Control Exercises

by Jenny Turner

Many people bring their dogs to training in the hope of teaching their dogs basic human manners. Sit, drop and stay only go a certain distance to building good doggie behaviour. This fact sheet should address some other situations that you’ll find in the home, which will go a long way to gaining control over your pup without force. Done early, this will set up a trusting, respectful relationship between you and your dog.

Some people may tell you that your dog is being dominant. I’d be hesitant to diagnose dominance in a puppy or adolescent dog. Just like a child or teenager, a young dog becomes brave and is willing to test what they can get away with, to establish their rank in your family “pack”. This is not dominance, it’s a natural technique to determine their status. As much as we’d all love to be equal, dog societies don’t work that way. Each member has a certain order in the pack, so you need to be the “top dog” (alpha), to have control. I would still recommend obedience classes until your dog has matured into an adult. This doesn’t just mean sexual maturity or growth maturity, you will see the turning point where your dog stops acting like a puppy. It is not until this time that their behaviour will become consistent. Even if your mature dog is truly showing signs of dominance, these exercises below will go a long way to establishing yourself as the alpha by showing your dog that you control its food, toys, behaviour and environment. These are some control exercises to start with. 1. food bowl, 2. leaving the house, 3. leaving the car.

1. Food bowl – when we have the dog’s food bowl, we have the dog’s full attention. Use this opportunity right before mealtime to practice control and obedience. Carry the bowl to the laundry (or usual feed spot), if the dog jumps on you, turn around, put the food bowl back in the kitchen and go and sit in the lounge room. This is called negative punishment – removing something that the dog wants as a consequence of doing something wrong. After 3 minutes, repeat. Ask her to sit or drop. Tell her stay, lower the bowl, if she sticks her head in it, take it away, repeat until she sits while the bowl is lowered to the floor. Then give her the release word to indicate that she can eat, like “OK” or “dinner”. Raise the bar each day so that eventually the dog will sit automatically, then you can put the food bowl down and even leave the room for a minute or so without the dog eating the food until you give the command.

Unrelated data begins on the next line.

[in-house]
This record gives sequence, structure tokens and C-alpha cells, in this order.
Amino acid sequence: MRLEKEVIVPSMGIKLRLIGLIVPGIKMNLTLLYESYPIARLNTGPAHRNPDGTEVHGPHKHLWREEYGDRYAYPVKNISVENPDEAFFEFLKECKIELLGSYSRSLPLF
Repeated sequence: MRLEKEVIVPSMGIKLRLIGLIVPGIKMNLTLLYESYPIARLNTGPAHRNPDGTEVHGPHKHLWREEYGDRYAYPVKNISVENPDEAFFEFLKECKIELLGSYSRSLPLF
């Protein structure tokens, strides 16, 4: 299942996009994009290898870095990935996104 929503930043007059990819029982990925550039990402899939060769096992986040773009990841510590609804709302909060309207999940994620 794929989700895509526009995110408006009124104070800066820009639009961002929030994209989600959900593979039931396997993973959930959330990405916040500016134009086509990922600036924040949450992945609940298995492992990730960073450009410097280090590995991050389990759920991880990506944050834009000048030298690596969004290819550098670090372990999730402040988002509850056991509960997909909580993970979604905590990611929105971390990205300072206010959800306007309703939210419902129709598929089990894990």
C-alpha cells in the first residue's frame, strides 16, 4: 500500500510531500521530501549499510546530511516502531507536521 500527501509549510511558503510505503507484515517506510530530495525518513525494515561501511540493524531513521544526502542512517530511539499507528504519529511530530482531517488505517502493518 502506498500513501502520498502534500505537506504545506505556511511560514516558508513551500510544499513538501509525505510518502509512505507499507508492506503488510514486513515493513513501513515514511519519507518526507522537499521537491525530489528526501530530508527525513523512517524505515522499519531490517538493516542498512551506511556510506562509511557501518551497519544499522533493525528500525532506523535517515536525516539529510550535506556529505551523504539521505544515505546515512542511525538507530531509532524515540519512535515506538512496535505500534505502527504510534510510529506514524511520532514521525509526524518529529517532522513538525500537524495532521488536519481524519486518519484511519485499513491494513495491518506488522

2. Leaving the house – when you’re taking her for a walk, you get out the lead and she goes nuts, right? Go to the front door, ask her to sit, put the lead on, ask her to stay, start to open the door, if she stands up, close the door and ask her to sit. Repeat until you can get her to sit while you open the door fully, then give her your release word – like “let’s go” or “OK”.

3. Leaving the car – same as above, although this one is extremely important for the dogs safety, because you don’t want her jumping straight out of the car as soon as you open the door, and getting hit by a passing car. When you arrive at your destination, wind her window down so you can get an arm in. If she’s in a harness, it will make your job easier, but even though the harness will stop her from jumping out, I’d still teach this command just in case the day comes when she hasn’t got the harness on. Get yourself out of the car and ask her to sit, tell her stay, stick your hand in the window and start to open the door, if she gets up, hold her back so her paws don’t get caught in the door and close the door. Repeat until you can open the door and put her lead on without her trying to push past you to jump out.

When teaching any of these control exercises, you can use a marker word to indicate to her that she’s done something wrong – like “ah-ah” or “nup”, but I wouldn’t be forceful and yell “NO”. Remember, dogs only do what is natural to them, they’re not being disobedient, only following their instincts. We’re trying to teach human manners to a dog, so we need to be patient and teach them, not punish them. Any animal will learn 10 times faster when rewarded for doing the right thing, rather than being punished for doing the wrong thing. I definitely don’t recommend smacking or yelling when the dog does something wrong, it can lead to aggression or can worsen an already aggressive dog. It also decreases the dog’s trust in you – they’re only doing what’s natural, so they can’t understand why you’re yelling.

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